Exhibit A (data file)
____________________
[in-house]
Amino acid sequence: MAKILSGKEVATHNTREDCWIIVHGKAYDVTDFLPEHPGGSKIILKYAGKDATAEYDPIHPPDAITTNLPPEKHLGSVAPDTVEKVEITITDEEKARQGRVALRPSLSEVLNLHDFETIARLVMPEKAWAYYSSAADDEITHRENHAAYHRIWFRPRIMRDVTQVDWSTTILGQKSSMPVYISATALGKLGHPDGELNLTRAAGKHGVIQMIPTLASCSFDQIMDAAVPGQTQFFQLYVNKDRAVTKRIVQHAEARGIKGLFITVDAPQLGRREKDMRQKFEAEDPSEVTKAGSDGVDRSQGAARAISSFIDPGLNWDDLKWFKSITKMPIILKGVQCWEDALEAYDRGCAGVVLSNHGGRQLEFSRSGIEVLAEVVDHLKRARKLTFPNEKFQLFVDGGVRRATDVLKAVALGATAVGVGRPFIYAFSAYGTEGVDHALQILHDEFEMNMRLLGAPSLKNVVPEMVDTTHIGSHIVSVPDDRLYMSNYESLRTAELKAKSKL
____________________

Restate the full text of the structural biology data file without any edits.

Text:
[in-house]
Amino acid sequence: MAKILSGKEVATHNTREDCWIIVHGKAYDVTDFLPEHPGGSKIILKYAGKDATAEYDPIHPPDAITTNLPPEKHLGSVAPDTVEKVEITITDEEKARQGRVALRPSLSEVLNLHDFETIARLVMPEKAWAYYSSAADDEITHRENHAAYHRIWFRPRIMRDVTQVDWSTTILGQKSSMPVYISATALGKLGHPDGELNLTRAAGKHGVIQMIPTLASCSFDQIMDAAVPGQTQFFQLYVNKDRAVTKRIVQHAEARGIKGLFITVDAPQLGRREKDMRQKFEAEDPSEVTKAGSDGVDRSQGAARAISSFIDPGLNWDDLKWFKSITKMPIILKGVQCWEDALEAYDRGCAGVVLSNHGGRQLEFSRSGIEVLAEVVDHLKRARKLTFPNEKFQLFVDGGVRRATDVLKAVALGATAVGVGRPFIYAFSAYGTEGVDHALQILHDEFEMNMRLLGAPSLKNVVPEMVDTTHIGSHIVSVPDDRLYMSNYESLRTAELKAKSKL